Glass vs plastic: I love the way that nothing sticks to the side of the glass bottle, and also that they clean impeccably. However, my little one goes to day care and they won't accept glass bottles, so we use the plastic ones for travel and school. Btw, we have to label everything for daycare with our baby's name, so we labeled all of the plastic bottles with a label maker, and the labels are still firmly affixed and look brand new after 4 months of regular dishwashing. The glass ones are heftier than the plastic--the baby has an easier time holding onto the plastic bottles, but that also means that it's much easier for him to give the plastic bottles a jaunty swing when he's almost full, turn it upside down to examine the bottom, or offer it to the dog. He has to focus on holding the glass bottles.
For the wide-neck vs long bottle shape...my husband and I disagree here. He likes the long bottle, I like the wide neck because the formula scoop is almost exactly the same diameter as the top of the long bottle. If I'm not careful then I get powder all over the threads of the bottle and if the top of the bottle is already wet, it turns to sludge and I have to clean off the threads before screwing on the top. With the wider opening, I don't have this problem. (Trust me when I say that at 3 AM, this becomes A Very Annoying Thing.) I also like that with the wider nipple, I can clearly see whether the bottle is tilted properly and if the baby is actually drinking or just faffing around. The baby is neutral on the topic of bottle shape.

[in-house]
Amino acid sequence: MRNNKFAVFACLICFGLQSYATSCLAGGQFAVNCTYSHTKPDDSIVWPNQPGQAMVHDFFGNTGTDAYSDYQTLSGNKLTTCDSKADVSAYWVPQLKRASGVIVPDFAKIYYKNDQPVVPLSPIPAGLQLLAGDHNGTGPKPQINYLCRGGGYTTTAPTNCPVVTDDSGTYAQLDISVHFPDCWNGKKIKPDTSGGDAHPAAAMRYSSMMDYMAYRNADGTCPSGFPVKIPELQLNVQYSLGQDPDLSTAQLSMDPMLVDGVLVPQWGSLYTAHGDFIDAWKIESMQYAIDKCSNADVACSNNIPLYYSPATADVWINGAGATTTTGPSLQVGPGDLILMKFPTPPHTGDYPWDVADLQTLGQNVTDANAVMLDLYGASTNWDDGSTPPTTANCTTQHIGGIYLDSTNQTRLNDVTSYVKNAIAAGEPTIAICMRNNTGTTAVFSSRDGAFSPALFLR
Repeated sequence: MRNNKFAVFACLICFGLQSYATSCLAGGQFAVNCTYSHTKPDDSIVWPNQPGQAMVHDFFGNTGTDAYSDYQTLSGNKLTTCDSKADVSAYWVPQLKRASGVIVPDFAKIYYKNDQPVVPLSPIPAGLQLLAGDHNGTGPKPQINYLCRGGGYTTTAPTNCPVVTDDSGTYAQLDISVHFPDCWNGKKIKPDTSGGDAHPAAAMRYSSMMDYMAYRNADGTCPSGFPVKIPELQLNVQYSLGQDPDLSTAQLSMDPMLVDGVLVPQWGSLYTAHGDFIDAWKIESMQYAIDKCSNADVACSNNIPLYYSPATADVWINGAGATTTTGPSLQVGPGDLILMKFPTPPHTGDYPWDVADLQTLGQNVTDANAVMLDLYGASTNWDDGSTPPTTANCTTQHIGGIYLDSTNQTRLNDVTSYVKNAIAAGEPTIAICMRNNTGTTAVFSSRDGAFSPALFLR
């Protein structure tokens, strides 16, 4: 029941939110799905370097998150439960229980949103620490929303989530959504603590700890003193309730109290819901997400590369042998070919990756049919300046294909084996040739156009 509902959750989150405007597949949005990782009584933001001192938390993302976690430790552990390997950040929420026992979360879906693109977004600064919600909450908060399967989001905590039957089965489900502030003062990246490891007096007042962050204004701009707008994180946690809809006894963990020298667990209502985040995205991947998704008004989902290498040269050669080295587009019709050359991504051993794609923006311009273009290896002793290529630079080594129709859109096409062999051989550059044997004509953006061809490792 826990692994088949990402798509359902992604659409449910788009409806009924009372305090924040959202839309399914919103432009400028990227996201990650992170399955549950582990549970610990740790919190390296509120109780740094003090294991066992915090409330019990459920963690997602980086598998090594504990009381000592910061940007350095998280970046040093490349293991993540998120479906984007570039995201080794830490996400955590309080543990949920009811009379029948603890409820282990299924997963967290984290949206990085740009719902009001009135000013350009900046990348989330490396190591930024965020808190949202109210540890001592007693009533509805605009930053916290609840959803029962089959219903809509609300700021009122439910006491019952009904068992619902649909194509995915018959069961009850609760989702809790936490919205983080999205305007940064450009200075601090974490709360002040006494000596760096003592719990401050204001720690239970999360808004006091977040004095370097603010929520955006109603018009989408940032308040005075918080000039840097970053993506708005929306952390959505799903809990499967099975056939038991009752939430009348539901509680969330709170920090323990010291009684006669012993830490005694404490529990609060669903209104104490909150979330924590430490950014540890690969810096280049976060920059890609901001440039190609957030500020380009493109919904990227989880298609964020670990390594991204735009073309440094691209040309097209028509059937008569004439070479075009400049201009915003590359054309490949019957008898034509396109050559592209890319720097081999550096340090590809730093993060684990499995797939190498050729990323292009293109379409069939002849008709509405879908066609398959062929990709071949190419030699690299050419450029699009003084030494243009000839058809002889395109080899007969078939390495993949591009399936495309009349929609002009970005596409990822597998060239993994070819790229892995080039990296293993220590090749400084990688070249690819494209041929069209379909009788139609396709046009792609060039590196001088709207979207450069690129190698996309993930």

And the final question is that of size, which I hadn't really thought about when I was first buying bottles. A newborn with one ounce of milk in an 8 oz bottle looks comical, but pretty soon you may end up having to refill a 4 oz bottle at a single feeding for a voracious 3 month old. If you only want to invest in a single set of bottles, go for the 8 oz ones.
One final thing: all of the bottles come with size 1 nipples. Nipple size refers to the width of the hole at the top, not the nipple itself--if the nipple size is too big for the baby, it gives an interesting "drinking from a firehose" effect. Hospital nurseries use size 1 nipples because they can get a lot of milk into a newborn quickly, but we used Dr. Brown's preemie nipples at home because I was nursing and occasionally supplementing. We had absolutely zero problems with nipple confusion until we switched to size 1 nipples on the bottles, and then the baby vastly preferred the bottle because it was more efficient for him. (I am of the opinion that nipple confusion is better described as nipple preference or possibly nipple rejection.) So my recommendation to new moms who choose to/have to/are panicking about/want to keep their options open/need to include other caregivers in using bottles is to make sure you start with the smallest nipple size and then work up from there.